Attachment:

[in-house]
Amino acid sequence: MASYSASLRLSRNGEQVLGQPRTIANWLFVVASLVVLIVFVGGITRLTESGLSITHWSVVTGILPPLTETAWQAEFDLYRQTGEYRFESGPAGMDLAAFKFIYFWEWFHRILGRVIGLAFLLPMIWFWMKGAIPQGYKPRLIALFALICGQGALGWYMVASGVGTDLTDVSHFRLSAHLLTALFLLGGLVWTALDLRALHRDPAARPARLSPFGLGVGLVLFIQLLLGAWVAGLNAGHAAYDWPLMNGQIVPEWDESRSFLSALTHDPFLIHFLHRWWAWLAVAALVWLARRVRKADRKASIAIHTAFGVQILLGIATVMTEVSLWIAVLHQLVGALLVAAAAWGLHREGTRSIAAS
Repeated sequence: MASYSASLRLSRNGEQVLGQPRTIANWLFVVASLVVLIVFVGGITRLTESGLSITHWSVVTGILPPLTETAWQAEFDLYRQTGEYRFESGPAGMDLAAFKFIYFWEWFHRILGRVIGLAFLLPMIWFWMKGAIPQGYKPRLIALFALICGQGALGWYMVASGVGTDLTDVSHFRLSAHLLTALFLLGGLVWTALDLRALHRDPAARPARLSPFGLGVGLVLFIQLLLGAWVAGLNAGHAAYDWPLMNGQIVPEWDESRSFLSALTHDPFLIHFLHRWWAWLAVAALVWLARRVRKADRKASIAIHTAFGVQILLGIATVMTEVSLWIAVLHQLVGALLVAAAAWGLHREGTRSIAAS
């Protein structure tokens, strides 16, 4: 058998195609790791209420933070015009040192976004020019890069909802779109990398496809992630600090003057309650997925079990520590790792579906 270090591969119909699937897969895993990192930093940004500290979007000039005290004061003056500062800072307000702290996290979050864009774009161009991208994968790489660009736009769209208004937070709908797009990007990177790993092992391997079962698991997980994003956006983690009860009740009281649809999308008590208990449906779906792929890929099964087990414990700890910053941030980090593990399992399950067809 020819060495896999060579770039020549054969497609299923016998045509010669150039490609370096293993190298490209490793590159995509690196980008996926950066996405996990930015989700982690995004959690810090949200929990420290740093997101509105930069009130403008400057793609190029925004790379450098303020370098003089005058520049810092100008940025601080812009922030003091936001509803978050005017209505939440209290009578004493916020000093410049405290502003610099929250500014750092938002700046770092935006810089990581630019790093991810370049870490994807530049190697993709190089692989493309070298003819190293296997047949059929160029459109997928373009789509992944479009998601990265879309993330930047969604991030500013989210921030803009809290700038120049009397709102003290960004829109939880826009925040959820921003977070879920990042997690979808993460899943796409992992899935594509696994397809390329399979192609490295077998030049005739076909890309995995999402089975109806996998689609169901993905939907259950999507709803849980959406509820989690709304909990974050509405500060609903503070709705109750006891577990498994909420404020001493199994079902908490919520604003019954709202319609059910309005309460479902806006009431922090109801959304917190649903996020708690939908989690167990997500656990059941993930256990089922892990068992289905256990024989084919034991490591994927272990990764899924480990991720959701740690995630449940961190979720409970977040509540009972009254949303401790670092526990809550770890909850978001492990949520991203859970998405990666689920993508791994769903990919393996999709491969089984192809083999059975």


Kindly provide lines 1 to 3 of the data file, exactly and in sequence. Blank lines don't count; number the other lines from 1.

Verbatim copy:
[in-house]
Amino acid sequence: MASYSASLRLSRNGEQVLGQPRTIANWLFVVASLVVLIVFVGGITRLTESGLSITHWSVVTGILPPLTETAWQAEFDLYRQTGEYRFESGPAGMDLAAFKFIYFWEWFHRILGRVIGLAFLLPMIWFWMKGAIPQGYKPRLIALFALICGQGALGWYMVASGVGTDLTDVSHFRLSAHLLTALFLLGGLVWTALDLRALHRDPAARPARLSPFGLGVGLVLFIQLLLGAWVAGLNAGHAAYDWPLMNGQIVPEWDESRSFLSALTHDPFLIHFLHRWWAWLAVAALVWLARRVRKADRKASIAIHTAFGVQILLGIATVMTEVSLWIAVLHQLVGALLVAAAAWGLHREGTRSIAAS
Repeated sequence: MASYSASLRLSRNGEQVLGQPRTIANWLFVVASLVVLIVFVGGITRLTESGLSITHWSVVTGILPPLTETAWQAEFDLYRQTGEYRFESGPAGMDLAAFKFIYFWEWFHRILGRVIGLAFLLPMIWFWMKGAIPQGYKPRLIALFALICGQGALGWYMVASGVGTDLTDVSHFRLSAHLLTALFLLGGLVWTALDLRALHRDPAARPARLSPFGLGVGLVLFIQLLLGAWVAGLNAGHAAYDWPLMNGQIVPEWDESRSFLSALTHDPFLIHFLHRWWAWLAVAALVWLARRVRKADRKASIAIHTAFGVQILLGIATVMTEVSLWIAVLHQLVGALLVAAAAWGLHREGTRSIAAS